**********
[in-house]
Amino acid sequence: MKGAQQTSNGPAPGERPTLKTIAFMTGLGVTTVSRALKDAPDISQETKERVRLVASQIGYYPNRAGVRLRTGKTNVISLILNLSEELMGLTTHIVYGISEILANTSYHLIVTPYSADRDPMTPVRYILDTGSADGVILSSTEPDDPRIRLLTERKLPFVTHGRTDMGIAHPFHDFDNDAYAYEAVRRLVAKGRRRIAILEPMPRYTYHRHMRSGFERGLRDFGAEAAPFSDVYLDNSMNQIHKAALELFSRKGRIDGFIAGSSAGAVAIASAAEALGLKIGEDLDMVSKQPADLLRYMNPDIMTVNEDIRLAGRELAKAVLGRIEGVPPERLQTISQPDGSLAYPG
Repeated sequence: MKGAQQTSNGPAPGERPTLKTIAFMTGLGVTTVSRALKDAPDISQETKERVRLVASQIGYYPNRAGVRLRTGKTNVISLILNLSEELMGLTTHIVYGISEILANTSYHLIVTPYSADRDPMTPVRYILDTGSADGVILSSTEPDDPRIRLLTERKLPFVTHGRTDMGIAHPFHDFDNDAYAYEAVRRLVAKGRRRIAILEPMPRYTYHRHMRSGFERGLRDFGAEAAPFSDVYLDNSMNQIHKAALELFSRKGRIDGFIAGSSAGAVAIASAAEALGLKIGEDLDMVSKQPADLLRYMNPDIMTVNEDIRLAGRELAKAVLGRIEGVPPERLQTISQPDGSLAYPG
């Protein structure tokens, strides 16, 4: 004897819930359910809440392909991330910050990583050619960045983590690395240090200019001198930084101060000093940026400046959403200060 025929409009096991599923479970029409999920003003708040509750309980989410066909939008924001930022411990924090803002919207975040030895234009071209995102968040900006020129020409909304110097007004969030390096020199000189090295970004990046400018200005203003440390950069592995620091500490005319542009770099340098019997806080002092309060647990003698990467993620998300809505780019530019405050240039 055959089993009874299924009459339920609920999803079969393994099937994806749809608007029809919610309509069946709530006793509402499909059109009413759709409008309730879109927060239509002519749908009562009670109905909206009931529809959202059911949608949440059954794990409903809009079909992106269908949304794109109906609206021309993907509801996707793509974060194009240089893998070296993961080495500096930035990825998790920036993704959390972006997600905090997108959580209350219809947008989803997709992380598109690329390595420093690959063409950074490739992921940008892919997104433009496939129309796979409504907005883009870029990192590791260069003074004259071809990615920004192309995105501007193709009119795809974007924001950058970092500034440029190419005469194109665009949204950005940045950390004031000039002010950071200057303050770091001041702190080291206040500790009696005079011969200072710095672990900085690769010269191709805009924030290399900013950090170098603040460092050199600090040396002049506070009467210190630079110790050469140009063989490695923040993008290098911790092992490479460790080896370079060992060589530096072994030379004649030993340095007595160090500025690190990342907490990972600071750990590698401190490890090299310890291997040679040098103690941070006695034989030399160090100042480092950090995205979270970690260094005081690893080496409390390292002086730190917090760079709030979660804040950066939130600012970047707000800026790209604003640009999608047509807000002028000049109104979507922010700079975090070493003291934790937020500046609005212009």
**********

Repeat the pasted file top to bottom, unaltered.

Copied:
[in-house]
Amino acid sequence: MKGAQQTSNGPAPGERPTLKTIAFMTGLGVTTVSRALKDAPDISQETKERVRLVASQIGYYPNRAGVRLRTGKTNVISLILNLSEELMGLTTHIVYGISEILANTSYHLIVTPYSADRDPMTPVRYILDTGSADGVILSSTEPDDPRIRLLTERKLPFVTHGRTDMGIAHPFHDFDNDAYAYEAVRRLVAKGRRRIAILEPMPRYTYHRHMRSGFERGLRDFGAEAAPFSDVYLDNSMNQIHKAALELFSRKGRIDGFIAGSSAGAVAIASAAEALGLKIGEDLDMVSKQPADLLRYMNPDIMTVNEDIRLAGRELAKAVLGRIEGVPPERLQTISQPDGSLAYPG
Repeated sequence: MKGAQQTSNGPAPGERPTLKTIAFMTGLGVTTVSRALKDAPDISQETKERVRLVASQIGYYPNRAGVRLRTGKTNVISLILNLSEELMGLTTHIVYGISEILANTSYHLIVTPYSADRDPMTPVRYILDTGSADGVILSSTEPDDPRIRLLTERKLPFVTHGRTDMGIAHPFHDFDNDAYAYEAVRRLVAKGRRRIAILEPMPRYTYHRHMRSGFERGLRDFGAEAAPFSDVYLDNSMNQIHKAALELFSRKGRIDGFIAGSSAGAVAIASAAEALGLKIGEDLDMVSKQPADLLRYMNPDIMTVNEDIRLAGRELAKAVLGRIEGVPPERLQTISQPDGSLAYPG
């Protein structure tokens, strides 16, 4: 004897819930359910809440392909991330910050990583050619960045983590690395240090200019001198930084101060000093940026400046959403200060 025929409009096991599923479970029409999920003003708040509750309980989410066909939008924001930022411990924090803002919207975040030895234009071209995102968040900006020129020409909304110097007004969030390096020199000189090295970004990046400018200005203003440390950069592995620091500490005319542009770099340098019997806080002092309060647990003698990467993620998300809505780019530019405050240039 055959089993009874299924009459339920609920999803079969393994099937994806749809608007029809919610309509069946709530006793509402499909059109009413759709409008309730879109927060239509002519749908009562009670109905909206009931529809959202059911949608949440059954794990409903809009079909992106269908949304794109109906609206021309993907509801996707793509974060194009240089893998070296993961080495500096930035990825998790920036993704959390972006997600905090997108959580209350219809947008989803997709992380598109690329390595420093690959063409950074490739992921940008892919997104433009496939129309796979409504907005883009870029990192590791260069003074004259071809990615920004192309995105501007193709009119795809974007924001950058970092500034440029190419005469194109665009949204950005940045950390004031000039002010950071200057303050770091001041702190080291206040500790009696005079011969200072710095672990900085690769010269191709805009924030290399900013950090170098603040460092050199600090040396002049506070009467210190630079110790050469140009063989490695923040993008290098911790092992490479460790080896370079060992060589530096072994030379004649030993340095007595160090500025690190990342907490990972600071750990590698401190490890090299310890291997040679040098103690941070006695034989030399160090100042480092950090995205979270970690260094005081690893080496409390390292002086730190917090760079709030979660804040950066939130600012970047707000800026790209604003640009999608047509807000002028000049109104979507922010700079975090070493003291934790937020500046609005212009």